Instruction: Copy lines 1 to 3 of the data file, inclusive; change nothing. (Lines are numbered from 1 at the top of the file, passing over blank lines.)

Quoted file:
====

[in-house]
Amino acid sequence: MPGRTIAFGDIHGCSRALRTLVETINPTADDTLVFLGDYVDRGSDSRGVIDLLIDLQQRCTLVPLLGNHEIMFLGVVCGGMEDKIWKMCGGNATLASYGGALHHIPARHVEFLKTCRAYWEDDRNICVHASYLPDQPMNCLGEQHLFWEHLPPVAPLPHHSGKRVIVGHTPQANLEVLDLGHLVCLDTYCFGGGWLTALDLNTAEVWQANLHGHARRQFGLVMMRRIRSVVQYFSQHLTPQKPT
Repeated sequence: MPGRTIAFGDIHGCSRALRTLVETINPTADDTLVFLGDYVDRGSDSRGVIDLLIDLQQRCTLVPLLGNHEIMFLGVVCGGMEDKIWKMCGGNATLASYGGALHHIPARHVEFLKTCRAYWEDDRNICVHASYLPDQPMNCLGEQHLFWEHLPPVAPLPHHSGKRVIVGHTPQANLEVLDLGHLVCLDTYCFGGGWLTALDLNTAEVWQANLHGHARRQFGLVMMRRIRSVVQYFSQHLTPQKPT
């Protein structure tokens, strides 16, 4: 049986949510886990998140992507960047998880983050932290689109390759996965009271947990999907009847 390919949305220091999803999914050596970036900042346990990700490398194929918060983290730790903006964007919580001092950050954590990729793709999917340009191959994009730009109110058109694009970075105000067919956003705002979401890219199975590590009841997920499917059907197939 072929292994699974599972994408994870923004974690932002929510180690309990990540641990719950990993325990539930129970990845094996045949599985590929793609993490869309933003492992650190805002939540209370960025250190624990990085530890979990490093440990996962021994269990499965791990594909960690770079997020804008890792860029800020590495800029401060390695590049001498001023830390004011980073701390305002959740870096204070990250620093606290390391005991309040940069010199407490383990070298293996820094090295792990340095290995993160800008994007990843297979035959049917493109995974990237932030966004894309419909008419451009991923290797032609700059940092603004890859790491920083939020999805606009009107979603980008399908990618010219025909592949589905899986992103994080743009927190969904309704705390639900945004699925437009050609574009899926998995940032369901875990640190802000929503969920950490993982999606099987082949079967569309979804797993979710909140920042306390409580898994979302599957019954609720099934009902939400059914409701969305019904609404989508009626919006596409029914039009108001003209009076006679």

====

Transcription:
[in-house]
Amino acid sequence: MPGRTIAFGDIHGCSRALRTLVETINPTADDTLVFLGDYVDRGSDSRGVIDLLIDLQQRCTLVPLLGNHEIMFLGVVCGGMEDKIWKMCGGNATLASYGGALHHIPARHVEFLKTCRAYWEDDRNICVHASYLPDQPMNCLGEQHLFWEHLPPVAPLPHHSGKRVIVGHTPQANLEVLDLGHLVCLDTYCFGGGWLTALDLNTAEVWQANLHGHARRQFGLVMMRRIRSVVQYFSQHLTPQKPT
Repeated sequence: MPGRTIAFGDIHGCSRALRTLVETINPTADDTLVFLGDYVDRGSDSRGVIDLLIDLQQRCTLVPLLGNHEIMFLGVVCGGMEDKIWKMCGGNATLASYGGALHHIPARHVEFLKTCRAYWEDDRNICVHASYLPDQPMNCLGEQHLFWEHLPPVAPLPHHSGKRVIVGHTPQANLEVLDLGHLVCLDTYCFGGGWLTALDLNTAEVWQANLHGHARRQFGLVMMRRIRSVVQYFSQHLTPQKPT